I’ve been perusing the boards over at PHP Freaks

lately and I’ve noticed a few annoying practices that I want to highlight. In my experience, keeping things as simple as possible helps to keep the code clean and usable. It’s easier to debug, easier to change, and lasts longer. When dealing with something like PHP, you inevitably run into the problem of differentiating languages. PHP, HTML, CSS, Javascript, UGH! Far too many people combine everything in one file and try to make sense of it. It’s rough enough for some people to keep one language straight, let alone 4. So, let’s use some common sense. It’s possible to separate them, so why don’t we?


Let’s start with the simple ones. CSS and Javascript are easily put in separate files. Creating a .js and .css file is a good practice and should be a standard step in all web creation. Granted, this should be done with some additional common sense. Creating either file for one or two small additions is not necessary unless those functions/definitions are used frequently through several pages.


So, we’ve removed 2 of the 4 languages and separated them out to their own files. How about the PHP and HTML? Well, there’s a fairly easy solution there too. I, personally, use the Smarty Template Engine. I believe there are other template systems out there, but Smarty works for me and I like it. Basically, you put all your php code in one file, make calls to $smarty->assign() and variables from php appear as Smarty variables in the template. From there you can easily “print” them in the template by using something like {$var} … Extremely flexible. Smarty also allows you to do some primitive programming. Enough to make it useful, but not so much that you get confused once more by 2 languages in one file.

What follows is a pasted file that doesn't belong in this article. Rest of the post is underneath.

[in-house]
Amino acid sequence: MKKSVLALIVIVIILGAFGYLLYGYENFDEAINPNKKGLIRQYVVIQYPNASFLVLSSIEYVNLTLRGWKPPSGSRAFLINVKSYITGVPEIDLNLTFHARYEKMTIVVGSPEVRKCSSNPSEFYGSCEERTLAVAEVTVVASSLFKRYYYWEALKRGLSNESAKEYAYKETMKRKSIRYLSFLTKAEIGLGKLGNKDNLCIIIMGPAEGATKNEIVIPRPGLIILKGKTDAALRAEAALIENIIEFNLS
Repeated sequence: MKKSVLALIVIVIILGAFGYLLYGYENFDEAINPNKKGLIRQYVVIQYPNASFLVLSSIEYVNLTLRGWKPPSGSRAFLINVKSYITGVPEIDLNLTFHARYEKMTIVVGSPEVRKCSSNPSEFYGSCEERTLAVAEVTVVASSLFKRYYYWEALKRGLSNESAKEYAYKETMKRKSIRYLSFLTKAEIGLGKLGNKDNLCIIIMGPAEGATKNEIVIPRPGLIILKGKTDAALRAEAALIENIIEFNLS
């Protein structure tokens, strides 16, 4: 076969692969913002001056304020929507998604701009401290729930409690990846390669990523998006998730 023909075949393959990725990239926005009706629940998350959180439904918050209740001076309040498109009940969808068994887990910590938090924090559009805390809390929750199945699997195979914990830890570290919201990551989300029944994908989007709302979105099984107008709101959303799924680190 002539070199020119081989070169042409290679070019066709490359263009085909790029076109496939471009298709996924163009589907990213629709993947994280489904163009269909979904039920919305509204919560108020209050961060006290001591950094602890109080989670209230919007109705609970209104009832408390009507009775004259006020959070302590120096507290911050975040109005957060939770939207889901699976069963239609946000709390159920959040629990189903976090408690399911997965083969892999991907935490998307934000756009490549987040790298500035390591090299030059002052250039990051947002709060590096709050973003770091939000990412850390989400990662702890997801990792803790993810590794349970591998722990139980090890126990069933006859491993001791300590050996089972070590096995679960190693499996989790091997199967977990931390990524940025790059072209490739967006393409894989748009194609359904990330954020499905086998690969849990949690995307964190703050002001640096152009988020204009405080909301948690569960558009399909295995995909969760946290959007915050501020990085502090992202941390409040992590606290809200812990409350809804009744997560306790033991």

So now we’ve separated everything into it’s own file. It’s easier to read, easier to understand, and easier to make changes. Imagine being able to simply change the HTML only and not worry about impacting the logic in the PHP program! Ahh.. flexibility!


Next on my pet peeve list is programmers who just won’t use functions like sprintf()… Let’s try an example here.. Which looks simpler :


$query = ‘SELECT id, name, age, salary FROM users WHERE name LIKE “%’ . $name . ‘%” AND age > ‘ . $age . ‘ AND salary > ‘ . $salary . ‘ ORDER BY name’;


or this :


$query = sprintf(‘SELECT id, name, age, salary FROM users WHERE name LIKE “%%%s%%” AND age > %d AND salary > %f ORDER BY NAME’, $name, $age, $salary);


Now, at first glance, the second one looks a little suspect. That’s because I chose what might be considered an ugly example. But, an experienced programmer can tell at a glance what the intended value of the 3 variables used in the query should be. String, Decimal, and Float. In addition to making it look a little nicer, you also gain some security. If someone snuck a string in for $age, it has no effect. So even if you skip sanitizing your variables, you still have a little bit of security. (Don’t skip sanitization…)


Simple additions to your coding toolkit, tons and tons of enhancements to your skillset. Please, code responsibly.